Lauren Goode

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Activity-Tracking Tech Moves From Wrist to Neck, With Sculley’s New Shine Necklace

Activity-tracking wristbands like the Nike+ FuelBand and the Jawbone Up are becoming all the rage.

shine380

But what if they’re just too clunky for you?

That’s the problem former Apple CEO John Sculley and business partner Sonny Vu have been tackling with the Misfit Shine. Under the company name Misfit Wearables, the duo recently came up with a metallic activity tracker the size of a quarter; it can be worn as an elegant bracelet or go almost unnoticed as a pocket clip.

Now, after crossing the $500,000 mark on Indiegogo.com, where Misfit is raising money to fund production of the Shine, Sculley and Vu are moving all that compressed tracking tech from the wrist to the neck. The company plans to make a leather activity-tracking necklace, designed with a small, connective metal pendant that users can click the Shine device onto. You can take a look at the picture above for an idea of what the Shine looks like; Misfit says images of the necklace design aren’t available yet.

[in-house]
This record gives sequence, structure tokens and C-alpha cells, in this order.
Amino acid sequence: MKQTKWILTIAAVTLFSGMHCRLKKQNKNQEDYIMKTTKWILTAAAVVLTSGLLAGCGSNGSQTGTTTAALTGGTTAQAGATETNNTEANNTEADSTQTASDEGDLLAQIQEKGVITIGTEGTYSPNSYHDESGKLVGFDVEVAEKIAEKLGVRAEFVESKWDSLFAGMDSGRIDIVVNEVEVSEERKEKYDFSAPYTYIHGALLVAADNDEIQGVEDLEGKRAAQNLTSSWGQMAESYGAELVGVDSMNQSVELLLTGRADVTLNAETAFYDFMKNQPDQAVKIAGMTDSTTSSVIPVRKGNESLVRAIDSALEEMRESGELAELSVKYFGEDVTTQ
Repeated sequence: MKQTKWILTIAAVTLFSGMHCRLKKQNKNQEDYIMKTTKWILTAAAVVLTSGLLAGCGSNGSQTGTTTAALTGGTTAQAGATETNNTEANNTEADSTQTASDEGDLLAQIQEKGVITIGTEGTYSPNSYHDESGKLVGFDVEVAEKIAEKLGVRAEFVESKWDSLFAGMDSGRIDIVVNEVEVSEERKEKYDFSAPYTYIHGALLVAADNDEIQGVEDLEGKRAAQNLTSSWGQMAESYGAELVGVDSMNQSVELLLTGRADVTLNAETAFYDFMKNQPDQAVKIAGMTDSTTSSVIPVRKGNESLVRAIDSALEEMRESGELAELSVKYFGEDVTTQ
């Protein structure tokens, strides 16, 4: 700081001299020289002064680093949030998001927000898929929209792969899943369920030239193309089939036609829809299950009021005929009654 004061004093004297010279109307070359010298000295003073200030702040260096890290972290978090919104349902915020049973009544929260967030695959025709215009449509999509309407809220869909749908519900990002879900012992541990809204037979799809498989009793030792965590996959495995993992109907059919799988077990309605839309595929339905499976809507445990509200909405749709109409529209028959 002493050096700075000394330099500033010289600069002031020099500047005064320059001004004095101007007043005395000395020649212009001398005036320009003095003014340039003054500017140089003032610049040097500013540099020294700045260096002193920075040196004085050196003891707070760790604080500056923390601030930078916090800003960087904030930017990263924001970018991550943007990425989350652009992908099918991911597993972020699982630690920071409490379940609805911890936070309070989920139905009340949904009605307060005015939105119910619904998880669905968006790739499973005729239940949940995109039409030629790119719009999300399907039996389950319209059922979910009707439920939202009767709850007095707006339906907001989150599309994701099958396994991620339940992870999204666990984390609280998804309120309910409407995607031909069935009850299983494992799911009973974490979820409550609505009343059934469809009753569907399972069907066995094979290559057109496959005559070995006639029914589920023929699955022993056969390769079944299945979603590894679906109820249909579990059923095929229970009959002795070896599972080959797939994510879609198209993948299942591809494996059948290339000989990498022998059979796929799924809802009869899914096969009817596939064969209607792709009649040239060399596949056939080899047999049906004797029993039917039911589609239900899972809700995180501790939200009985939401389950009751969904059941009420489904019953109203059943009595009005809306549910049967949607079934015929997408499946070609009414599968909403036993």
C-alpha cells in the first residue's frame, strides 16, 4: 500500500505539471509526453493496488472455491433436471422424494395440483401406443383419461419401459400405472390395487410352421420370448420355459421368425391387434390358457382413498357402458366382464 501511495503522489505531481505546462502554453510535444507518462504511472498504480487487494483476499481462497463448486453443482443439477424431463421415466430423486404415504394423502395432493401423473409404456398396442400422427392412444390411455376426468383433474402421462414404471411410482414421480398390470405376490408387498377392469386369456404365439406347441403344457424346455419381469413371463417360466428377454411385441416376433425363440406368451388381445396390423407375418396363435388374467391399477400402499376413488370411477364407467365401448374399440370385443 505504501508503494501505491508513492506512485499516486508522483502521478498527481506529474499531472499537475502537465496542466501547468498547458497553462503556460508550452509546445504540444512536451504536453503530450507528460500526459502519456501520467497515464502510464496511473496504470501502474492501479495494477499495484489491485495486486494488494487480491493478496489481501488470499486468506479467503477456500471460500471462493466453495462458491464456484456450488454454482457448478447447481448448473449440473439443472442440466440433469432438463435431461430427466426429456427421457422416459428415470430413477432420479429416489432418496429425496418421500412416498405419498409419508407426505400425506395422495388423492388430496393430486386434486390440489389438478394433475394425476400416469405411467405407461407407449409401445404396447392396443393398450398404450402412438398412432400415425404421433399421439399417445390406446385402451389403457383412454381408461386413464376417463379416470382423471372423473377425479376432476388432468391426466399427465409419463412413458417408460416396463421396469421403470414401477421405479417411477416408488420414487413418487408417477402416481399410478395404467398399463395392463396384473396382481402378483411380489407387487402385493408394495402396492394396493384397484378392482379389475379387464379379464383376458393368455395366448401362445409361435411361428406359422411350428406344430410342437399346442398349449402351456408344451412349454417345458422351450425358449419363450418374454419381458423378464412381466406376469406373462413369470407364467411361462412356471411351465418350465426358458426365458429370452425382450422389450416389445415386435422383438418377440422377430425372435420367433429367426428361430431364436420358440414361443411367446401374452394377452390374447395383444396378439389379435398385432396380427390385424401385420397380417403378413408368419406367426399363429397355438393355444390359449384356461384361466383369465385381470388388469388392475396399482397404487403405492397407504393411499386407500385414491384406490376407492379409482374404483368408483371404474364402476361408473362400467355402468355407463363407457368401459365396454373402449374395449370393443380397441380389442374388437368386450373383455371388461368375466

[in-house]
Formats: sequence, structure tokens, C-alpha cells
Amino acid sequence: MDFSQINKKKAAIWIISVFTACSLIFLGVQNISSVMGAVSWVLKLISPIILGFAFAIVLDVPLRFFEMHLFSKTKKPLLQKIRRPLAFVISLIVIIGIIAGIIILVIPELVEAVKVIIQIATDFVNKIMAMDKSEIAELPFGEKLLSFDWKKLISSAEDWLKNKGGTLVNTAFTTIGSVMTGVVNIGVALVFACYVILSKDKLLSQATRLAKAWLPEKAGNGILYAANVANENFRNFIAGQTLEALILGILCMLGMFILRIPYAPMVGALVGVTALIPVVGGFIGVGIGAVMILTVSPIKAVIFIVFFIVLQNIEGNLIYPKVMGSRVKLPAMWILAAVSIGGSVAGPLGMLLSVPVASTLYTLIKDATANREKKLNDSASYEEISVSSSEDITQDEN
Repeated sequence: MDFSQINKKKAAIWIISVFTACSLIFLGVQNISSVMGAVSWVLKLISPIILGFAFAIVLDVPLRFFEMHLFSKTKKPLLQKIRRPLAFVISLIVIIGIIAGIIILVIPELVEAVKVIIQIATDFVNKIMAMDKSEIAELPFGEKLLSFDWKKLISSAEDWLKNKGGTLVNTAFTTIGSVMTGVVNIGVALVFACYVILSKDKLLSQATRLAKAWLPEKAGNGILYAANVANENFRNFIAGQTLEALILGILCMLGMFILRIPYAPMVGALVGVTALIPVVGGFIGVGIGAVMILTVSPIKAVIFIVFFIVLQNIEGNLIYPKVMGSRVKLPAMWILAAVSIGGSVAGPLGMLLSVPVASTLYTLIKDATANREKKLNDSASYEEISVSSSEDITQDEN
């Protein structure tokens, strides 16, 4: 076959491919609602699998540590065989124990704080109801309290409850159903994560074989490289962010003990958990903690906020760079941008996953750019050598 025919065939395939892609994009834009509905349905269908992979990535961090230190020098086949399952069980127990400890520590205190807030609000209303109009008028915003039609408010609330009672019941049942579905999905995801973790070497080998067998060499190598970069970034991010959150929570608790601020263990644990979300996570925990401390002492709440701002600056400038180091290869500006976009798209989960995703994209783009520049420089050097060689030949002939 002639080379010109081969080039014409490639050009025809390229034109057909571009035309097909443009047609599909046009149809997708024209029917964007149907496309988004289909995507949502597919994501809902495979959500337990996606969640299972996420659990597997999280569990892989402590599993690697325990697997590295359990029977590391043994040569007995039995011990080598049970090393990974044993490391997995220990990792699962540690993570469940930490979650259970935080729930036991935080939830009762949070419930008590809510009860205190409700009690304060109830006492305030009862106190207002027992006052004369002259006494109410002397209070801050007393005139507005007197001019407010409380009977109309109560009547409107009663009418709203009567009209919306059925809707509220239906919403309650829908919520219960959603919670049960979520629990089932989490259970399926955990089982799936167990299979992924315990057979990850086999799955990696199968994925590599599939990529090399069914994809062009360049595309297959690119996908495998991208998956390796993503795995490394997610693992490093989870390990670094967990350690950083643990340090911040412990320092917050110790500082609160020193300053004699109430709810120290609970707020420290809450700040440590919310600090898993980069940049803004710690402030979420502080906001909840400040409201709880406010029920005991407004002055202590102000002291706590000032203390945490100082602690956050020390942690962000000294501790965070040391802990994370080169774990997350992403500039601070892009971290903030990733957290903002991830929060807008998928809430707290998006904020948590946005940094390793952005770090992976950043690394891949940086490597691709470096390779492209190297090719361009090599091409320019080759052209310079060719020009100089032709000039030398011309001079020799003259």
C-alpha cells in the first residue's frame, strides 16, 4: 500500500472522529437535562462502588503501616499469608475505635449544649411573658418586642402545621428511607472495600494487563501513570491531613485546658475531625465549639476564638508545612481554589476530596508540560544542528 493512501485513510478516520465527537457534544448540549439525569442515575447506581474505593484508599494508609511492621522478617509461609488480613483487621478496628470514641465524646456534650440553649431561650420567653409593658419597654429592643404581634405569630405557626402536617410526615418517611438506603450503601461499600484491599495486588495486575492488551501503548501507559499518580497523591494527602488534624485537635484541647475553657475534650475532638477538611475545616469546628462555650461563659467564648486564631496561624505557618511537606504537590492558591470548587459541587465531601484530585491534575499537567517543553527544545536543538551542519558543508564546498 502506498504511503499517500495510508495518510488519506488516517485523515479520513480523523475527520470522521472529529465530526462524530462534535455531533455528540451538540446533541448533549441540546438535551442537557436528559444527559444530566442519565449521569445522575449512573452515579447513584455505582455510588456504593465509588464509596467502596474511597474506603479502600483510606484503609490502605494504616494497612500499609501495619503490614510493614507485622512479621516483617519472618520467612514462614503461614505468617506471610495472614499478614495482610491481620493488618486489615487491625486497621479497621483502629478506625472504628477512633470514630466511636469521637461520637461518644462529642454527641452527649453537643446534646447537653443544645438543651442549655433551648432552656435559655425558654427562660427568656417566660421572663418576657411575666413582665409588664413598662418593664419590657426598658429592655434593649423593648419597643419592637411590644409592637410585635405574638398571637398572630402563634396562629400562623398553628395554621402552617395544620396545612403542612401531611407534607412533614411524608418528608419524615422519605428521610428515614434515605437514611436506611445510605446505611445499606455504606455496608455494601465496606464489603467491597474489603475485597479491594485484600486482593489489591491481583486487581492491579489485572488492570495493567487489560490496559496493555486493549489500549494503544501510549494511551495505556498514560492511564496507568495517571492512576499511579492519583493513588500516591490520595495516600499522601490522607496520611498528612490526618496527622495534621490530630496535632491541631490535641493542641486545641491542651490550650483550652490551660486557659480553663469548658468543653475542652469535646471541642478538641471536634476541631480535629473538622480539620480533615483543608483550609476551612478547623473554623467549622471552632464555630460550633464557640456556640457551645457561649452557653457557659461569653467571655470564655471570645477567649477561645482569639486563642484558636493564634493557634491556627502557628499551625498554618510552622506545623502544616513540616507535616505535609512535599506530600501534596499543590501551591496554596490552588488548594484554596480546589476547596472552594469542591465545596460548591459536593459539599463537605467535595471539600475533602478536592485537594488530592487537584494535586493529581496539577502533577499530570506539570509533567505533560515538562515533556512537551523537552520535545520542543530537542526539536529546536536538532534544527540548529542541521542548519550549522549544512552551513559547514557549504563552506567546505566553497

Like the Shine wrist gadget, the necklace will then track activity levels, including steps taken, and share the data to apps on the iPhone 4, iPhone 5 and most Android devices. It uses Wi-Fi, not Bluetooth, to share the data, and in addition to tracking basic activity levels, it will record aerobic activities like running, cycling and swimming, since it’s waterproof.

But it doesn’t track sleep patterns, unlike the Jawbone Up, Fitbit or Lark bands, and the company hasn’t integrated any kind of food-monitoring system into the Misfit Shine, either.

“We do think the user experience isn’t complete without great software,” Vu said in an interview with AllThingsD. “But if you don’t wear the product in the first place, there’s no start. There’s no data start. So we really think the whole thing starts with wearability.”

Vu says Misfit plans to sell the necklace accessory for $79 at retail, though preorders on Indiegogo will cost either $49 for just the necklace, or $199 for the Shine-plus-necklace package.

Philips Electronics makes a similar product, called DirectLife, that costs $149 and can be worn as a necklace. But that product requires the user to plug the activity monitor directly into their computer, via USB, to transfer data.

Misfit Wearables expects to ship the Shine in a few months (although, as we have seen with some of these crowdfunded gadgets, delays are always possible).

The start-up is based in San Francisco, and in addition to crowdfunding money for production, is backed by Founders Fund and Khosla Ventures.


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